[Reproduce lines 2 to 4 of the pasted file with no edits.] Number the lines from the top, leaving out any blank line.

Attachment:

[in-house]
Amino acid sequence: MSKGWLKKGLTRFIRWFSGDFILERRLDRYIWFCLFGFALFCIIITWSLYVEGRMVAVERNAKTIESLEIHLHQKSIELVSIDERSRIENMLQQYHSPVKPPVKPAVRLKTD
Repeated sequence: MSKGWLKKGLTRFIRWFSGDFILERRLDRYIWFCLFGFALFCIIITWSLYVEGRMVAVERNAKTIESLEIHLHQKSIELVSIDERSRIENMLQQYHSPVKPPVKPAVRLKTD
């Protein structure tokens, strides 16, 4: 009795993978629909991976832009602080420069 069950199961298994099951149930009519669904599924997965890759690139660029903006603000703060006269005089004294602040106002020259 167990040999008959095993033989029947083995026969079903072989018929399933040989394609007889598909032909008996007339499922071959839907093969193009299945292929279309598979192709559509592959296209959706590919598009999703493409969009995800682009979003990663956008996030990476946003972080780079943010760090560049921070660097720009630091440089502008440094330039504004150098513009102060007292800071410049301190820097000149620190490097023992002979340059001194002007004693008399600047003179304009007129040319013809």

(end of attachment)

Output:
Amino acid sequence: MSKGWLKKGLTRFIRWFSGDFILERRLDRYIWFCLFGFALFCIIITWSLYVEGRMVAVERNAKTIESLEIHLHQKSIELVSIDERSRIENMLQQYHSPVKPPVKPAVRLKTD
Repeated sequence: MSKGWLKKGLTRFIRWFSGDFILERRLDRYIWFCLFGFALFCIIITWSLYVEGRMVAVERNAKTIESLEIHLHQKSIELVSIDERSRIENMLQQYHSPVKPPVKPAVRLKTD
């Protein structure tokens, strides 16, 4: 009795993978629909991976832009602080420069 069950199961298994099951149930009519669904599924997965890759690139660029903006603000703060006269005089004294602040106002020259 167990040999008959095993033989029947083995026969079903072989018929399933040989394609007889598909032909008996007339499922071959839907093969193009299945292929279309598979192709559509592959296209959706590919598009999703493409969009995800682009979003990663956008996030990476946003972080780079943010760090560049921070660097720009630091440089502008440094330039504004150098513009102060007292800071410049301190820097000149620190490097023992002979340059001194002007004693008399600047003179304009007129040319013809």